- Do I need vaccinations?
- What vaccinations do I need?
- Where do I get the vaccinations I need?
- Your vaccination record (the little yellow booklet)
- Travel health insurance
- Eye care
- Dental care
- First aid kits
- Government Health Advisory Websites
- Other helpful travel health links
- Further reading
Do I need vaccinations?
It depends on where you are going and what vaccinations you have had in the past.
If you are venturing off the path of major developed cities, seek the advice of a trained medical practitioner, preferably one that specializes in travel medicine, well in advance of your departure.
Important: If vaccinations are recommended for your destination, seek advice from a trained medical practitioner well in advance of travel.
What vaccinations do I need?
The World Health Organization (WHO) provides vaccination recommendations for travellers by country (see Other Helpful Web Resources below).
You’ll find information on whether vaccinations are recommended for your destination in many guidebooks, such as Lonely Planet guides.
Keep in mind vaccination requirements may vary between regions in a country. The vaccinations you need to visit a modern city compared to a wild jungle location, for example, can vary dramatically.
And it’s important to remember that some vaccinations expire and you will need to be revaccinated periodically.
Where do I get the vaccinations I need?
Specialist travel medicine doctors can be found in most cities. Start with a web search of travel medicine or travel doctors in your area.
Alternatively, visit your local general practitioner or medical centre. They may provide the vaccinations you require or refer you to a practitioner who does.
Your vaccination record (the little yellow booklet)
When you receive your vaccinations you’ll receive a small yellow booklet called the International Certificates of Vaccination that records details of when and where these vaccinations took place.
Important: Keep this document safely with your passport. As well as a valuable record of the vaccinations you have received, details such as your Yellow Fever vaccination may be required to enter some countries.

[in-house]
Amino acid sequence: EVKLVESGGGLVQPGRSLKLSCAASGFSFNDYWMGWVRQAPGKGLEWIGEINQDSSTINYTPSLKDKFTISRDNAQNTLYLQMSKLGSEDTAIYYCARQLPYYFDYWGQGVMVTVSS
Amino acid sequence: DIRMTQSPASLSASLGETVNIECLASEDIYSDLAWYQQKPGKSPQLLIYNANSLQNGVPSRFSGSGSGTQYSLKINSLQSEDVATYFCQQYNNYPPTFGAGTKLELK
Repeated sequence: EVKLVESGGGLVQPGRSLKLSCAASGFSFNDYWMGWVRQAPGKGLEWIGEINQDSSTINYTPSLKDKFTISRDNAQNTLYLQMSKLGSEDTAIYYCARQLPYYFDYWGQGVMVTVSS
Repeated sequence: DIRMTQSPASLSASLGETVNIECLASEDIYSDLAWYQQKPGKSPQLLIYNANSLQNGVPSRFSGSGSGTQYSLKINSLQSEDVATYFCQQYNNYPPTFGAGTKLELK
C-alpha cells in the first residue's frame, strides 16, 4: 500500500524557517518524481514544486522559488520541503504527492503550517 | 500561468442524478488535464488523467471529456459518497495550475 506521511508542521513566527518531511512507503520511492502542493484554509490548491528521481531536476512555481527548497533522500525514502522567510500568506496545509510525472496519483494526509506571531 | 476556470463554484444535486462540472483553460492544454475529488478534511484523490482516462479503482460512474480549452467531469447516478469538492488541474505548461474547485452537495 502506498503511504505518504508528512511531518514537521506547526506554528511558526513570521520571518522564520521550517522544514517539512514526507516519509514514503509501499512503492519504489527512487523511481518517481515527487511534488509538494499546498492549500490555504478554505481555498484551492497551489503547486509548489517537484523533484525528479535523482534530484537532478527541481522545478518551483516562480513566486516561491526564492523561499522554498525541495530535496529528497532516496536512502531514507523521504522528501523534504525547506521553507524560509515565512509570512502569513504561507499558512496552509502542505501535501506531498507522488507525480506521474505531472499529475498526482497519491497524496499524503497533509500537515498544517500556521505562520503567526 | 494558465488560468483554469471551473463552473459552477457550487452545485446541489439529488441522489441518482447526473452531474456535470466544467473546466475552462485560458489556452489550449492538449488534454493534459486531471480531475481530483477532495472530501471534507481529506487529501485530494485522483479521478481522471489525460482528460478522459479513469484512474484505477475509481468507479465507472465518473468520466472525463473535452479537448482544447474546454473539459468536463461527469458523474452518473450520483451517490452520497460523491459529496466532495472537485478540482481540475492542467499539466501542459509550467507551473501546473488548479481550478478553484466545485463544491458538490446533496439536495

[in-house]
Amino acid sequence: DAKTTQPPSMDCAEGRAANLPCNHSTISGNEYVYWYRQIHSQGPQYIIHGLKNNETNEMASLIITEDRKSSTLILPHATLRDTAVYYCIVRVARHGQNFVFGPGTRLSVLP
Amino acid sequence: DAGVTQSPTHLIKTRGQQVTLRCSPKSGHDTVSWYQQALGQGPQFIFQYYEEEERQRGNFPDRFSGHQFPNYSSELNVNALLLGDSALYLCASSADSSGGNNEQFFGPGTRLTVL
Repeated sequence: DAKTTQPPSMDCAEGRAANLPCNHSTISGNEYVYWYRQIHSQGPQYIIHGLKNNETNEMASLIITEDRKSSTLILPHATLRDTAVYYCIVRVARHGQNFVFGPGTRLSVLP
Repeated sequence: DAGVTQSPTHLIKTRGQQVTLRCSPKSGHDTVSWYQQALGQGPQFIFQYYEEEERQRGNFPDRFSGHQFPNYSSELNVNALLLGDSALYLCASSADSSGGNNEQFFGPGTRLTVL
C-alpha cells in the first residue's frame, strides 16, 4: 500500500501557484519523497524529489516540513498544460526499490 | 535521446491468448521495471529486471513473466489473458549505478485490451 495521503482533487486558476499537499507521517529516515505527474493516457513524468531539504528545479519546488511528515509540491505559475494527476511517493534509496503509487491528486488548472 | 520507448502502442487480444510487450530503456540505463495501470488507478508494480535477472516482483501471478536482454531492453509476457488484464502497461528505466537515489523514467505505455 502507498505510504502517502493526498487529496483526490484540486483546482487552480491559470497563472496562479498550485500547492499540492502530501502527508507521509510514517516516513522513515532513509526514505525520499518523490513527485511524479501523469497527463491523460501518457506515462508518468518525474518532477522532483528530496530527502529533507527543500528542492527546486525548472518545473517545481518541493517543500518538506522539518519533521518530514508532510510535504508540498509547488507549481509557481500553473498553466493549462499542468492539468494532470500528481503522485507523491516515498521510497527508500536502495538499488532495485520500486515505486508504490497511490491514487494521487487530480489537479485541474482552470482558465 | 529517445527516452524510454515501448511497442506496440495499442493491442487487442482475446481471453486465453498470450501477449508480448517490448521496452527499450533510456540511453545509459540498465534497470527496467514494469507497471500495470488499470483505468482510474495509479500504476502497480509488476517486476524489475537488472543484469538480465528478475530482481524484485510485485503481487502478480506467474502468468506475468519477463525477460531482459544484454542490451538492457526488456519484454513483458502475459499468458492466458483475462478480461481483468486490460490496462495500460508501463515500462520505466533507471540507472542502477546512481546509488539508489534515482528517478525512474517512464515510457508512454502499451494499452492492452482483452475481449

Tip: Scan or photocopy your vaccination record book and save it on a backup disk or in a safe place.
Travel health insurance
Health insurance as part of your travel insurance policy is a must for many countries in the world. Even if you’re travelling to a developed country, the US for example, an injury or illness could be a financial disaster.
See our page on Insurance for more information and to find the best policy for you.
If you require regular medication, be sure that you travel with enough for your entire trip, and then some, in case of delay.
Important: You cannot fill Australian scripts overseas.
Lonely Planet recommends:
- Pack medications in their original, clearly labeled containers.
- Carry a signed and date letter from your physician describing your medical conditions and medications, including their generic names.
- If you have a heart condition bring a copy of your ECG taken just prior to travelling.
- Bring a double supply of any regular medication in case of loss or theft.
Information for Australians travelling with PBS medicines
It is illegal to take or send Pharmaceutical Benefits Scheme medicines out of Australia that are not for your personal use or the use of someone travelling with you. See the page Travelling Overseas with PBS Medicine for more information.
If you wear prescription glasses, take a spare pair and/or a copy of your prescription so that they can be replaced if broken or lost.
It is recommended that you have a dental check-up before departure, particularly if you are visiting a destination where dental treatment is poor.
If you wear dentures, carry a spare set in case of loss or damage.
First aid kits
Especially in less developed countries or when travelling outside of cities and towns, it’s a good idea to carry at least a basic first aid kit or travellers’ medical kit.
Ready-made medical kits can usually be purchased from travel goods and camping stores and pharmacies. Your travel doctor may also be able to supply a medical kit tailored to your specific needs.
Alternatively, make up a simple kit yourself. This should include items such as headache tablets, antacids, antiseptic cream, band-aids, anti-diarrhea tablets, oral rehydration salts and water purification tablets if you’re going off the beaten track. And don’t forget a good quality sunscreen and insect repellant.
Government Health Advisory Websites
|Australia (also includes information about prescriptions and how to get help overseas)||http://www.smartraveller.gov.au/tips|
Other helpful travel health links
|World Health Organization (WHO) – International Travel and Health page:||http://www.who.int/ith|
|Lonely Planet online destination guides provide basic health information:||http://www.lonelyplanet.com/destinations|
|Centers for Disease Control and Prevention – Travelers’ Health page:||http://wwwnc.cdc.gov/travel|
|International Association of Medical Assistance to Travellers||http://www.iamat.org|
|About The Disease Yellow Fever||http://www.yellowfever.com.au/|
|MD Travel Health||http://mdtravelhealth.com|
Lonely Planet’s Healthy Travel guides (various regions)
Travelling Well by Dr Deborah Mills
Travellers’ Health by Dr Richard Daw
|Travel Insurance: The Essential Guide|
|Travel Safety: The Essential Guide|
|Destination Advice: The Essential Guide|
|Travel Money: The Essential Guide for Australian Travellers|
|Travel Visas: The Essential Guide for Australian Travellers|